Spicy mashy sweet potato ~ Ham Pie Sandwiches

10 November 2008

Spicy mashy sweet potato

Or: one item we will be having for orphans' thanksgiving this year.

Sweet potatoes are generally softer than white potatoes, so they don't need addenda to create the right texture. My addenda are all for taste.

Strangely enough, the taste in question is not "pure sugar". Those horrible marshmallow-covered things! Ugh! I mean, I do like an occasional sweet potato pie, but as a dessert, not a vegetable. "Occasional" here means "I think I last had one when I worked at the Produce Station in Ann Arbor six or seven years ago". One of the local farmer's marketeers had gotten us to carry her homemade hand pies. Those things were so good.

I guess I have to make a sweet potato pie sometime soon. In the meantime, I spiced my sweet potatoes with garlic and ginger and whipped them into a pile of spicy orange deliciousness.

Mashed sweet potato with garlic and ginger

sweet potato/yam
olive oil
fresh ginger
salt, pepper

Put a pot of water on the back burner and bring it to a boil. While it's coming up, peel your sweet potatoes and dice them into bits. I used one big sweet potato for a gargantuan 1-person dinner serving. In the future I think I'd make more, just for leftovers: how awesome would garlic-ginger sweet potato cakes be?

When the water comes to a boil, add your potatoes, lid the pot, and simmer until they're soft. I think mine took about twenty minutes. Dicing, incidentally, makes the potato bits cook faster; big chunks of potato will take a lot longer. Thank you, physics!

While the potatoes are boiling, smash and mince a bunch of garlic. Peel a hunk of ginger with the edge of a spoon , then mince it up too. I used six or seven cloves of garlic and a thumb-sized chunk of ginger. You can use more or less depending on spice tolerance and etc.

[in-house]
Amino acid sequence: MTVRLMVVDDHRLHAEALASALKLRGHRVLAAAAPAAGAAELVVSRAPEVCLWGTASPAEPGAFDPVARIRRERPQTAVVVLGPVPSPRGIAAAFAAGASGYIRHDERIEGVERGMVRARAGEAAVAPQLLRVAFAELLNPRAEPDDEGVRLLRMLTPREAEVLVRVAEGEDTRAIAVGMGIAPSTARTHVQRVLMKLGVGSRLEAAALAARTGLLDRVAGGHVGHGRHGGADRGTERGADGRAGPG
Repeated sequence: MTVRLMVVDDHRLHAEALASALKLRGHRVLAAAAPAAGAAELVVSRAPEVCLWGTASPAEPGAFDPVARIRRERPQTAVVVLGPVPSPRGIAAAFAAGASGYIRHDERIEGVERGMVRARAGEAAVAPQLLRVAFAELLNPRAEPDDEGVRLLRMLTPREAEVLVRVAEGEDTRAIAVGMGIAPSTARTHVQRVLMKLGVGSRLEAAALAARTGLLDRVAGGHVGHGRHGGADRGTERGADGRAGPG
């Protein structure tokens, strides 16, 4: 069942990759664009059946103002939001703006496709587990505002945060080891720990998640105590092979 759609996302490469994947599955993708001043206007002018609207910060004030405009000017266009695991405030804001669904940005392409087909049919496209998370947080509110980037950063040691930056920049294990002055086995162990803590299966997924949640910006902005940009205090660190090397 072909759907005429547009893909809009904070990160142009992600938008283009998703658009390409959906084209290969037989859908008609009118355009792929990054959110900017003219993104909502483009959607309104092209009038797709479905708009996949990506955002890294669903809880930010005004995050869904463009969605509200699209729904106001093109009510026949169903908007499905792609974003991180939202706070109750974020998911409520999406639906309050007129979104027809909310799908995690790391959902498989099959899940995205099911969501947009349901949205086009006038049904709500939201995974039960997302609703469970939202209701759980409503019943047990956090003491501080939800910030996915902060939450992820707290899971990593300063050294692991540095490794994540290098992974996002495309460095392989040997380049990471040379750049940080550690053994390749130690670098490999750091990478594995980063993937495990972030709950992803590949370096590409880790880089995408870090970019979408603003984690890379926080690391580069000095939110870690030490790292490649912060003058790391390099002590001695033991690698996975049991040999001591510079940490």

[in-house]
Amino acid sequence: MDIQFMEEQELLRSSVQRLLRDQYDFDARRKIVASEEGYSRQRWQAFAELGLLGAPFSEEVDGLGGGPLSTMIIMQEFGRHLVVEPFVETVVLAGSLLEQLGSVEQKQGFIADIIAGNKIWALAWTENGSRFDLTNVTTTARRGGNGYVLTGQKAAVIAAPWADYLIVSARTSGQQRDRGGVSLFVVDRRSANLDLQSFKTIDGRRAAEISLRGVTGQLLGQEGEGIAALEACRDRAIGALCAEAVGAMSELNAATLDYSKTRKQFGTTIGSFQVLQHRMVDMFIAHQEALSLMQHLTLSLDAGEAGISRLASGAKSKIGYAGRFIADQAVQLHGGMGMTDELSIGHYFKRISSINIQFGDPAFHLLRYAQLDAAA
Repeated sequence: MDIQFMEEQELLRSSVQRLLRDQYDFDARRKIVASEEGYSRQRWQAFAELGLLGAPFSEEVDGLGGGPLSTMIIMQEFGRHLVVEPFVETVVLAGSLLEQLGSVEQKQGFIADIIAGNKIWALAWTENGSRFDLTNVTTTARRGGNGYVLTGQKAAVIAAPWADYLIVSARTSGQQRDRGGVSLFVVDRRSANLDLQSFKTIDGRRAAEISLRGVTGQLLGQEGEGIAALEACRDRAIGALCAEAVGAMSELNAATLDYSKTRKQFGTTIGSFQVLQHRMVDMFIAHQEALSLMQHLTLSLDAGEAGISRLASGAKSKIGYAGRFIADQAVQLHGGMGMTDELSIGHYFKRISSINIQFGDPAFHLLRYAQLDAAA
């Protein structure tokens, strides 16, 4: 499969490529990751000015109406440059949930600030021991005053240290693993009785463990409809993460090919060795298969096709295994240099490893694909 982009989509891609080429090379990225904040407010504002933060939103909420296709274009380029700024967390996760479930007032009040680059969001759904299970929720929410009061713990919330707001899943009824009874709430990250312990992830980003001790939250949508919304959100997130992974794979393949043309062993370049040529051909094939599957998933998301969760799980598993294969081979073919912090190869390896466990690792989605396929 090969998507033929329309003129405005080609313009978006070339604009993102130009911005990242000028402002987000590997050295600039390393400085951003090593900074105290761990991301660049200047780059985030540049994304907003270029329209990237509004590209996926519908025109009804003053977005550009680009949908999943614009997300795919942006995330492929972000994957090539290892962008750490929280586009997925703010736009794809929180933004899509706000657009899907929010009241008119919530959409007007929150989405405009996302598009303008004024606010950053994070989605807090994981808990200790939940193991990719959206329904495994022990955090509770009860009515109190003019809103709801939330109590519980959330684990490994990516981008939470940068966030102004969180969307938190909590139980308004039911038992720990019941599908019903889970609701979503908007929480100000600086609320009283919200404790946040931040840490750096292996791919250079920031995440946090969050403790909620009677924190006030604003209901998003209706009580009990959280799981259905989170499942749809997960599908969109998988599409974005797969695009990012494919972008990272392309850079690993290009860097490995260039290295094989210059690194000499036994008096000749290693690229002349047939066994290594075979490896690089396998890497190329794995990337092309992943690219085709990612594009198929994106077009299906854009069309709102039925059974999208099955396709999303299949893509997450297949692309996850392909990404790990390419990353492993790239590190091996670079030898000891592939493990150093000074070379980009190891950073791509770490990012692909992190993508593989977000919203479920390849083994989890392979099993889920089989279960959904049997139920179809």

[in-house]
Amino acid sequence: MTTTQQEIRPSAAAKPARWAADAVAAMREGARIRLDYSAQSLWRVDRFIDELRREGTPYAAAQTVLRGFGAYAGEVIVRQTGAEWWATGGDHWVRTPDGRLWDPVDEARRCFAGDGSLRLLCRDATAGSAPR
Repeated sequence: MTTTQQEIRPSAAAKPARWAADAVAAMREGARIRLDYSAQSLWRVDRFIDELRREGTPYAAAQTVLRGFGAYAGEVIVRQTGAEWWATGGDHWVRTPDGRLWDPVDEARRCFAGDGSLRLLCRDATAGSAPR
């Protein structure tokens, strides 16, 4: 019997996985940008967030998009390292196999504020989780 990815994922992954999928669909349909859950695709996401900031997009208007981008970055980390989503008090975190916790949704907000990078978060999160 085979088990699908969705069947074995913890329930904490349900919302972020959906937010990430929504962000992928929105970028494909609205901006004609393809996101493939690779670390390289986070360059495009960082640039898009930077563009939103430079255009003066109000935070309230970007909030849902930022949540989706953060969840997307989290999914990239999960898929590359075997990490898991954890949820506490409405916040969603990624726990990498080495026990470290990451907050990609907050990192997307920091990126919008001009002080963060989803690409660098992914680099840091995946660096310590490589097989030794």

Warm several glugs of olive oil in a saute pan. I think you could also get away with using some peanut oil here, if you want a peanut element. Or maybe toasted sesame oil. Anyway. Throw your garlic and ginger into the pan and soften them on medium heat.

When the potatoes are done and the garlic-ginger mix is golden brown and smells so good you have to restrain yourself from a headlong dive into the pan, it's time to mash. Drain the potatoes, dump them into the saute pan, salt and pepper the business, and mash everything together. You can also add a little more oil after you take everything off the heat, especially if you want a specific bit of raw olive/etc oil flavor.

That's it. Eat it.

Clearly you could spice sweet potatoes with a number of other items if you are not into garlic and ginger. On the other hand, how could you possibly not be into garlic and ginger?

- Cayenne and honey, with or without butter: toast cayenne in a pan, then add honey, let it get liquid, and mash it into your potatoes. Butter or oil will give you some barrier against burning your mouth off.
- A ton of fresh chopped uncooked parsley.
- Maybe something in the fennel/star anise category. I think I would do this one with big slices roasted together, though. Oh: a TART.
- Apples and onions, like I wrote about before. You could whack them whole on top of the sweet potatoes, or puree the whole business together.
- For that matter, pear and toasted walnut or pecan, shallot optional: tiny crispy bits on top of the soft potato.
- Or dried cranberries or cherries, soaked in water and then just steamed hot. I would do toasted pecans here too. There's my sweet potato pie.

No comments: